Georgia O'Keeffe

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O'Keeffe, Georgia

(ōkēf`), 1887–1986, American painter, b. Sun Prairie, Wis. After working briefly as a commercial artist in Chicago, O'Keeffe abandoned painting until she began the study of abstract design with A. W. Dow at Columbia Univ. Teachers College. Thereafter she taught art in Texas. Her work was first exhibited in 1916 at the 291 Gallery of Alfred StieglitzStieglitz, Alfred
, 1864–1946, American photographer, editor, and art exhibitor, b. Hoboken, N.J. The first art photographer in the United States, Stieglitz more than any other American compelled the recognition of photography as a fine art.
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, whom she married in 1924. Immaculate, sculptural, organic forms painted in strong, clear colors predominate in her works. Living much of her life in New Mexico, O'Keeffe employed numerous Southwestern motifs such as bleached bones, barren, rolling hills, clouds, and desert blooms. Cow's Skull, Red, White, and Blue (1931; Metropolitan Mus.) is characteristic. Her pristine abstract designs carry strong elements of sexual symbolism—especially her flower paintings, her most personal works. Using a photographic close-up technique, she revealed the exquisite recesses of calla lilies, orchids, and hollyhocks. Her later works are more purely abstract. O'Keeffe is represented in a Santa Fe museum devoted to her works and in major museums nationwide.


See her collected drawings (1968), and B. B. Lynes, ed., Georgia O'Keeffe: Catalogue Raisonné (2 vol., 1999); S. Greenough, ed., My Faraway One: Selected Letters of Georgia O'Keeffe and Alfred Stieglitz (1 vol., 2011–); biographies by L. Lisle (1987), R. Robinson (1989), and H. Drohojowska-Philp (2004); J. Cowart et al., Georgia O'Keeffe: Art and Letters (1987); B. Haskell, ed., Georgia O'Keeffe: Abstraction (2009).

O'Keeffe, Georgia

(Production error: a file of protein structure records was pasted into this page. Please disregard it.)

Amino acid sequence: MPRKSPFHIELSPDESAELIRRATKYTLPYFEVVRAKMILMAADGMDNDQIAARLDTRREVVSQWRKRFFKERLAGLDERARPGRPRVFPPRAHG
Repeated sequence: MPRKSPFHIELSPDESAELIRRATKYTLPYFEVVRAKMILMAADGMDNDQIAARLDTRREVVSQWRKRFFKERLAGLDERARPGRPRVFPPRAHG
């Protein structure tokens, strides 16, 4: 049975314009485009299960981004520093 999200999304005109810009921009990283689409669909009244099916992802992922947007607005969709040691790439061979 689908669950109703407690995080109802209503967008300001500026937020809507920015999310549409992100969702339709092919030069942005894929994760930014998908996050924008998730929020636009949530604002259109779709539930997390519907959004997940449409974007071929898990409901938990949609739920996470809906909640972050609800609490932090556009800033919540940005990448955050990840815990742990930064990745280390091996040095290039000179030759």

(1887–1986) painter; born in Sun Prairie, Wis. By age 12 she was intent on being an artist. She studied at the Art Institute of Chicago (1904–08) and the Art Students League, New York (1907–08), then taught in Texas (1912–18). Alfred Stieglitz was the first to promote her work; they married (1924) but spent increasingly less time together. While based in New York, she became famous for flower paintings such as Black Iris (1926), and cityscapes such as Radiator Building—Night, New York (1927). New Mexico, which she visited from 1929 on and where she settled in 1946, inspired the paintings that made her later reputation—stark abstractions from nature, like Deer's Skull with Pedernal (1931).
References in periodicals archive ?
Specialists warned "the treatment's going to be bad", but O'Keeffe had no choice.
The judge, Recorder Richard Pratt, QC, gave O'Keeffe three months to pay this figure, or face a further 28 days in prison.
The matchup of the top-seed Gaulton and the third-seeded O'Keeffe set up what appeared to be an epic showdown.
Taken together, O'Keeffe and Stieglitz present a version of American modernism, rooted in the wider circle of progressives who were driven by the search for a new national artistic identity.
The Tate exhibition, from July to October, will feature more than 100 O'Keeffe works.
In some instances, as Georgia O'Keeffe did, children only colored part of the flower.
Then go and talk to the finance director or the head of tax, and put pressure on them to act," says O'Keeffe.
During his period at Riversdale, Mr O'Keeffe raised approximately AUD 780 million for Riversdale;
Hartley explained that auctioning the pieces will substantially boost the museum's acquisitions endowment as well as the museum's ability to be more competitive when pursuing iconic O'Keeffe works that aren't already part of the collection.
O'Keeffe remembers the painful incident well and recalls: "The fall happened at the third fence and the next thing I know I'm in hospital for over a week and then they fitted me with a full brace from my neck to my waist.
The popularity of 64-year-old O'Keeffe, who bowled his last Test delivery 36 years ago, on Twitter and Facebook was a telling reflection of his appeal from youngsters to cricket history buffs to hard core technicians who appreciated his knowledge of the technical side of the game.
Lynes (curator, Georgia O'Keeffe Museum, Santa Fe) and Lopes, who worked for O'Keeffe from 1974 until the artist's death, explore the history of O'Keeffe's famous houses in Ghost Ranch and Abiquiu, New Mexico and the relationship they played in the artist's personal and professional life.